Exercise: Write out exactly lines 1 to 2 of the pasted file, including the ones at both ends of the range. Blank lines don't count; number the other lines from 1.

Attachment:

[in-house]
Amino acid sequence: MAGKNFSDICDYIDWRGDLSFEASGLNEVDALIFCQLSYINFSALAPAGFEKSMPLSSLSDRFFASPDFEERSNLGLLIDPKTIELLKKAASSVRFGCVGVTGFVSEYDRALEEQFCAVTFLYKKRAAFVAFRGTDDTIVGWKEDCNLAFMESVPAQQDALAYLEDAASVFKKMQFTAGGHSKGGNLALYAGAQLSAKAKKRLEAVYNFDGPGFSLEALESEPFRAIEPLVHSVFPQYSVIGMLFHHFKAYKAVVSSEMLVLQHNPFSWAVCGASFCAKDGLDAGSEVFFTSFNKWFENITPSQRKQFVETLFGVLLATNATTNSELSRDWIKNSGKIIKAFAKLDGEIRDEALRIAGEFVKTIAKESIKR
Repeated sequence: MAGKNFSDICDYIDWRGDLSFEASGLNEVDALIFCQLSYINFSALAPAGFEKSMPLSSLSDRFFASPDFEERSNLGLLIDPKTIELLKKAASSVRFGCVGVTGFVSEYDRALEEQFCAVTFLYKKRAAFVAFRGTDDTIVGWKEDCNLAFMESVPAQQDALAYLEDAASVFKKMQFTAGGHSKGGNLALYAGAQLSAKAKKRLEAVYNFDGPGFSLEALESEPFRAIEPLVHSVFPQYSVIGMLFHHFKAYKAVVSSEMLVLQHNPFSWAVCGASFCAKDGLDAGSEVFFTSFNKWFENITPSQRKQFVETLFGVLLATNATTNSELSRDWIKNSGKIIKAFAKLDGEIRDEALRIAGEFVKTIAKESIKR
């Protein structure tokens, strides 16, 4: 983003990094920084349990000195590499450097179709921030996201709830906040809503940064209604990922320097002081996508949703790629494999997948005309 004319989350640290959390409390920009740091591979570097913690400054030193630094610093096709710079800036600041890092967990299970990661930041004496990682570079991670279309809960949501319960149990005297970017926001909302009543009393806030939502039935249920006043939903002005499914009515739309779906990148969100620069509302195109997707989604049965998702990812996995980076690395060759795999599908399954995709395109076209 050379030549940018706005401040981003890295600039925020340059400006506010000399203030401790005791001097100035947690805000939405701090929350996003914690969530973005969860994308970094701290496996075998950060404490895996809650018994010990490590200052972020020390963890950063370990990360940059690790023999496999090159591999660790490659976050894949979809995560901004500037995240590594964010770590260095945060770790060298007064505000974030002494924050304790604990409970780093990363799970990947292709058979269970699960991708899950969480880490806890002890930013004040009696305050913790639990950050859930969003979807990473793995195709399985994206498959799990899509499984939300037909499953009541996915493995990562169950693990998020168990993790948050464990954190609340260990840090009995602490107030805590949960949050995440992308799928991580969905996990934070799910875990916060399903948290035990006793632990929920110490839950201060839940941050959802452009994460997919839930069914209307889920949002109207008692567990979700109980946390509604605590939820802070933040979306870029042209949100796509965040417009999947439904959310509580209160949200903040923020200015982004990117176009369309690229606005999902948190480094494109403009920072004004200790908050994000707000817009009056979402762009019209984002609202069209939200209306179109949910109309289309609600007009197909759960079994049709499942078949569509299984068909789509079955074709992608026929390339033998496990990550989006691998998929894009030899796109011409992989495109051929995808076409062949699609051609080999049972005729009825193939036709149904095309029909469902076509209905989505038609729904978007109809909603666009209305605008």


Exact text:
[in-house]
Amino acid sequence: MAGKNFSDICDYIDWRGDLSFEASGLNEVDALIFCQLSYINFSALAPAGFEKSMPLSSLSDRFFASPDFEERSNLGLLIDPKTIELLKKAASSVRFGCVGVTGFVSEYDRALEEQFCAVTFLYKKRAAFVAFRGTDDTIVGWKEDCNLAFMESVPAQQDALAYLEDAASVFKKMQFTAGGHSKGGNLALYAGAQLSAKAKKRLEAVYNFDGPGFSLEALESEPFRAIEPLVHSVFPQYSVIGMLFHHFKAYKAVVSSEMLVLQHNPFSWAVCGASFCAKDGLDAGSEVFFTSFNKWFENITPSQRKQFVETLFGVLLATNATTNSELSRDWIKNSGKIIKAFAKLDGEIRDEALRIAGEFVKTIAKESIKR